The legacy of Willis Edwards is that he made the impossible, possible; he fought the unjust for justice; he spoke boldly in the places of silence; and he stood tall and fearless as a leader when others cowered.  We are a better city, nation and world because of the excellence of Willis Edwards.

My thoughts and prayers are with his family during this difficult time.

CNN reports:

Edwards became active in politics while attending California State University, Los Angeles, according to TheHistoryMakers.com, which preserves the life stories of thousands of African-Americans.

Edwards served on the Social Services Commission after Tom Bradley was elected Los Angeles mayor, according to Lauren Tobin, a spokeswoman for the Edwards family.

Four years after an unsuccessful run for the California General Assembly, Edwards was elected president of the Beverly Hills/Hollywood Branch of the NAACP in 1982, according to the website. More recently, he served as the chapter’s first vice president.

Edwards, who was vice president of development and planning for the Rosa & Raymond Parks Institute, also led the campaign to get Rosa Parks on a U.S. postage stamp in 2006.

“I remember having dinner with Willis Edwards in Philadelphia at the NABJ (National Association of Black Journalists) Convention in 2011. He was never ashamed of his HIV-positive status and proudly proclaimed, ‘I fought AIDS to a standstill,’” said CNN assignment editor Greg Morrison.

“He was a vibrant man who engaged in conversation with everybody he met,” Morrison added. “His passion was making sure the African-American community addressed the issue of AIDS education without flinching.”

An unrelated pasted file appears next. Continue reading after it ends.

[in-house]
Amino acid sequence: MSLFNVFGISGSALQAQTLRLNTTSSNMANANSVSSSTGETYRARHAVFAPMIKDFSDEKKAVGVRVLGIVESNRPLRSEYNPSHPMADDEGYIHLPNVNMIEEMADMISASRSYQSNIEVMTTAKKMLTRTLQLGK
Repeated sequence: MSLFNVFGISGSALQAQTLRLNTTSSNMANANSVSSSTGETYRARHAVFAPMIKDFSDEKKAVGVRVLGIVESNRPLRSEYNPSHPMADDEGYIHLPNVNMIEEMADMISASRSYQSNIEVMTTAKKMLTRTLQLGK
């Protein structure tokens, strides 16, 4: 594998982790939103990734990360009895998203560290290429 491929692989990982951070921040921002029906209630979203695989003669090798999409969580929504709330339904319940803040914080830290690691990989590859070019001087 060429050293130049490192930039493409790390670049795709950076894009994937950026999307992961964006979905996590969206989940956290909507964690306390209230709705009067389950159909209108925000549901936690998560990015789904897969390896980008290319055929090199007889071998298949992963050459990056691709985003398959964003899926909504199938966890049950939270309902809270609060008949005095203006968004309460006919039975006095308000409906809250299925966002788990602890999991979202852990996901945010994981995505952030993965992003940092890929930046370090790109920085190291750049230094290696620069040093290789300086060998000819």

Former U.S. Rep. Diane Watson knew Edwards for more than 40 years, dating to when he was student body president in college. She said he was known around town as “The Fixer.”

“Willis could get you into anything, any party, any private event. He just knew everybody,” said Watson, a former U.S. ambassador to Micronesia. “Willis could talk his way into Fort Knox with two guns blazing.”

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Public Invited to Celebrations of Life for Willis Edwards Friday Night, Saturday Afternoon
July 20, 2012 at 12:00 PM

{ 4 comments… read them below or add one }

Herndon Davis July 14, 2012 at 9:57 AM

OMG this is such a HUGE loss. Although I didn’t know him very well, I do vividly remember and admired his tenacious, progressive and leadership driven qualities. I met him back in 2005 at a Black Gay Men’s Leadership retreat in Palm Springs and had long conversations with him about his life, family, raising children and his work with the NAACP. I bumped into him again in 2006 in Washington, DC where we both attended the NAACP’s annual convention. Our paths again crossed in 2008 during the annual NAACP Image Awards festivities and in 2009 while he was working on the Knocking Down the Door: Black LGBT Images in Media panel.